In 1947, Jack Williamson provided John Star, Giles Habibula, and the Legion, a rousing group of good-guy adventurers. (I loved Giles and was delighted, a few years later, to discover him again as King Henry's buddy Falstaff.) I was twelve, sitting on my front porch during that happy UFO summer of 1947 when the Legion followed alien raiders back to Alpha Centauri and crashed in the ocean of a world with a corrosive atmosphere. Their ship sank while they ran a desperate evacuation, escaping finally onto a floating tree trunk, circled by a giant shark fin. And Williamson was enjoying himself: At the far end of the trunk was a pile of jelly, which began rolling toward them. Guilty pleasure? I guess. The Legion of Space insured that I'd remain a science fiction fan for life.
I've read a lot of Wells, and should be honest enough, I suppose, to admit that Weena failed to enlist my sympathies. I never really believed in her. She had a symbolic value of some sort (as opposed to being a real human being), but at the time I encountered The Time Machine, I wasn't sure what it was. For me, the narrative didn't really take off until the Time Traveler left 800,000 A.D., with its nightmare social problems, and proceeded to that beach near the end of the world, where an enormous cold sun dominated the sky, while giant crabs crawled through the surf of a dying sea. At that point, though, it went into overdrive. I was on a train between Wildwood, NJ, and Philadelphia, and it all gets mixed up now, the Pennsylvania Railroad, the bleak sky, the whisper of the receding tide, a dixie cup full of ice cream, tentacles out beyond the surf line, the upholstered seats, something large and black glistening just out beyond the waves, a baseball field with two kids. That single sequence puts the book on the list. I'm sorry it never seems to make the film adaptations.
I was fourteen when I picked up 1984, which I mistook for a standard science fiction novel. 1984 was far and away the most depressing reading experience of my life. I kept trying to put it down, to walk away from it. To forget it. But the thing wouldn't let go, and I hung on, certain that something good would happen, that Winston Smith would break free somehow, would at least save himself. I recently attended a school board meeting at which some of the members (or at least one) wanted to ban J.D. Salinger. It strikes me that, for entirely different reasons, we should ban Orwell. At least from the impressionable among us. Say, anybody under ninety. For me, 1984 is the ultimate horror novel.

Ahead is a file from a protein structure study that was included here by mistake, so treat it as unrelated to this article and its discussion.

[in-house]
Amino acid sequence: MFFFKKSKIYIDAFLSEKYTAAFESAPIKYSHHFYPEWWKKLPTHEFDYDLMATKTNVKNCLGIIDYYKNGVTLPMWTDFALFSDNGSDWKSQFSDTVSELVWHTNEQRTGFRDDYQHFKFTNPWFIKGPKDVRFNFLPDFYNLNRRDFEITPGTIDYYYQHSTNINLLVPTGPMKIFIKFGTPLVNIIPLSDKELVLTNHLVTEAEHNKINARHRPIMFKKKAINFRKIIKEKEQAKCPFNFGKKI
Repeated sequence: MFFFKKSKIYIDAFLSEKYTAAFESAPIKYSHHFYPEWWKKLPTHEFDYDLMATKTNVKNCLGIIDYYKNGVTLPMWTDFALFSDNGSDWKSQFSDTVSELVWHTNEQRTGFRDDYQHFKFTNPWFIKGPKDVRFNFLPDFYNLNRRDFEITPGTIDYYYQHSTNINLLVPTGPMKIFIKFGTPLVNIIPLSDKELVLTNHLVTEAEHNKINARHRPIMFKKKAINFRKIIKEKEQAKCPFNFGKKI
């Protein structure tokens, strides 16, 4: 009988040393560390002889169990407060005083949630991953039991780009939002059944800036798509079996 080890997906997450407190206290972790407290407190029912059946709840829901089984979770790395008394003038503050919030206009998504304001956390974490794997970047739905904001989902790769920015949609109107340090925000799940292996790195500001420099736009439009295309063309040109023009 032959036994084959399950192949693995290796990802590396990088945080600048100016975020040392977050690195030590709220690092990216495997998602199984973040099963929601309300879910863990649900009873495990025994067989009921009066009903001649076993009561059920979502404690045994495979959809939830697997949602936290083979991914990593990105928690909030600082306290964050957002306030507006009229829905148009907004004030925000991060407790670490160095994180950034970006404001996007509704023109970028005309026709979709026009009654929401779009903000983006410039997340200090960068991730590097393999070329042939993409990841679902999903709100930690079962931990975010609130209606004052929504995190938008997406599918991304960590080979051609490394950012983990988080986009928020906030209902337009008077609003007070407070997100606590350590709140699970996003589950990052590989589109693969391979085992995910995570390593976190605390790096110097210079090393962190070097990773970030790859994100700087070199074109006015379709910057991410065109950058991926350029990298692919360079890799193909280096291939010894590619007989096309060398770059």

And that leaves The Martian Chronicles.
As everyone knows, The Martian Chronicles is a loose collection of related stories describing the discovery and colonization of a Mars that sadly exists only in our imaginations. There's a moment early in the book in which an expeditionary force completes the long ride from Earth and descends to the ground in their rocket. (They didn't use landers in those days.) They come to rest near a small town, with picket fences and frame houses and paved roads and church steeples. And when the captain opens the hatch, he hears someone playing a piano.
It's "Beautiful Dreamer."
This story, sometimes called "The Third Voyage" and sometimes "Mars Is Heaven," gets my vote for the best SF story ever. The captain at the hatch, and that piano, will be with me all my days. The Martian Chronicles is filled with such things: the house that dies, the children who discover who the Martians really are, the man who can never quite get to the telephone before it stops ringing.
There have been other books with similar impact. Ask me tomorrow and I might make a few changes. But however that may be, the ten above, in my view, are pure gold.
Results of the Ten Favorite SF Books competition